Bob Johnson is the first African-American businessman to accumulate a net worth upwards of $1 billion. Johnson is widely celebrated for the feat, and rightly so. However, people far too infrequently hear of the great Black businessmen who came before him. One of these greats is Reginald F. Lewis, who built the first Black billion dollar company. According to theroot.com:
“A deal Reginald F. Lewis made after he purchased international giant Beatrice Foods promoted his American company, TLC Group, L.P. to the biggest offshore leveraged buyout in history, making TLC Beatrice worth $1.5 billion and on to Fortune’s 500 list.”
Reginald F. Lewis was a Wall Street lawyer and financier who was one of the nation’s richest businessmen, as well as a prominent corporate takeover dealer. More than just a businessman, Lewis was also great at giving back to the community. As reported by nytimes.com:
“In the last few years [before his death], Mr. Lewis became deeply involved in philanthropy, donating millions of dollars each year to a number of institutions, from homeless shelters and neighborhood churches. [In 1992], his $3 million donation to the Harvard Law School, from which he graduated in 1968, made him the school’s largest individual donor ever.”
The Reginald F. Lewis Museum Of African American History & Culture in his hometown of Baltimore is also a unique celebration of Black culture, and a must see if ever in the area.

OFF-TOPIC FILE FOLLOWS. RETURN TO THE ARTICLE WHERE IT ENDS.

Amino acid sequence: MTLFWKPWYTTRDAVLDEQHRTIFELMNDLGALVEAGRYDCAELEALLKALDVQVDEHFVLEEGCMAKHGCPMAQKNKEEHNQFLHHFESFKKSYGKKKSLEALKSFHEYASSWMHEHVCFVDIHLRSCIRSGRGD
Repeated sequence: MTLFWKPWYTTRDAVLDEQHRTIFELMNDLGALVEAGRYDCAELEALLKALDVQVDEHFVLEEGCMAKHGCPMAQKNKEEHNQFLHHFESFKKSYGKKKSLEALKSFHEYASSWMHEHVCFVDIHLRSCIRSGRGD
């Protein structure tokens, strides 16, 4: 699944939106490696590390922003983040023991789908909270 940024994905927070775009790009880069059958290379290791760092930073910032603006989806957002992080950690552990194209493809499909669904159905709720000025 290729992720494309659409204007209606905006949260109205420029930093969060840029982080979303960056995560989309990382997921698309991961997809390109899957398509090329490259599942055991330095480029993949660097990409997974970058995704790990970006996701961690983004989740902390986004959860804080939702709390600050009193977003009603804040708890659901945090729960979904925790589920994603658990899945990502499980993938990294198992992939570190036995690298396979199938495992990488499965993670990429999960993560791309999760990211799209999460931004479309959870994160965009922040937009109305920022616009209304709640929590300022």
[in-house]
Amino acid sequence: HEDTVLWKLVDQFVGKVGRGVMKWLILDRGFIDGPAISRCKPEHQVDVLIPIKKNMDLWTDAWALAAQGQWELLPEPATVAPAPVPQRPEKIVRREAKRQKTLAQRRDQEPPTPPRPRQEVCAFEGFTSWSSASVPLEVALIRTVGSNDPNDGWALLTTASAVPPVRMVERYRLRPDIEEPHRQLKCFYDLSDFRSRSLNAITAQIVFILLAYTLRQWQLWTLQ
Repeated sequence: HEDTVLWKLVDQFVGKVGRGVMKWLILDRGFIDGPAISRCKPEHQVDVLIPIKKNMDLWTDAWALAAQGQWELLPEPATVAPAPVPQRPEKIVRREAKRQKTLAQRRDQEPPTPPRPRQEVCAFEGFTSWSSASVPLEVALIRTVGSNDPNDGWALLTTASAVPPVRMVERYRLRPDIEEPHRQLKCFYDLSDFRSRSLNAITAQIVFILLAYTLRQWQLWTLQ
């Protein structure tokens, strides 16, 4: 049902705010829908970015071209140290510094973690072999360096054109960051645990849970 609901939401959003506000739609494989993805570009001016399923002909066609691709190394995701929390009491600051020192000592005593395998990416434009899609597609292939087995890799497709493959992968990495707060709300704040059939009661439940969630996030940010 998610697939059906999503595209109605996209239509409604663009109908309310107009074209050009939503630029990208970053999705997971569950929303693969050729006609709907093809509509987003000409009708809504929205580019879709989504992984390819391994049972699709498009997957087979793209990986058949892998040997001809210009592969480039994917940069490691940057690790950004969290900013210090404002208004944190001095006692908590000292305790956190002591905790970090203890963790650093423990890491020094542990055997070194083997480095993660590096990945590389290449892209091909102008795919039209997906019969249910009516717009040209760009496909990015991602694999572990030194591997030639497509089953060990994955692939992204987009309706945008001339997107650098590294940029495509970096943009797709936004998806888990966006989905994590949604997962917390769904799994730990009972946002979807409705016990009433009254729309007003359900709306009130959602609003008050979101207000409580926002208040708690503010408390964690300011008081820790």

This week Reginald F. Lewis is being honored by Virginia State University, where he did his undergraduate studies. As reported by progress-index.com:
“”Mr. Lewis has come home ladies and gentlemen,’ Mirta Martin, dean of Virginia State University’s School of Business, said during the dedication of the school to Reginald F. Lewis on Friday. Faculty, Lewis’s family, alumni from the class of 1965 and members of the Kappa Alpha Psi Fraternity, Inc., gathered for the ceremony. His portrait was placed in the foyer of Singleton Hall, where the business school is located, in dedication.”
Reginald F. Lewis, who died in 1993, was an exceptional businessman and an equally benevolent philanthropist. His name should be remembered by generations to come. His book Why Should White Guys Have All The Fun? chronicles his rise to success and should be read by any aspiring businessperson.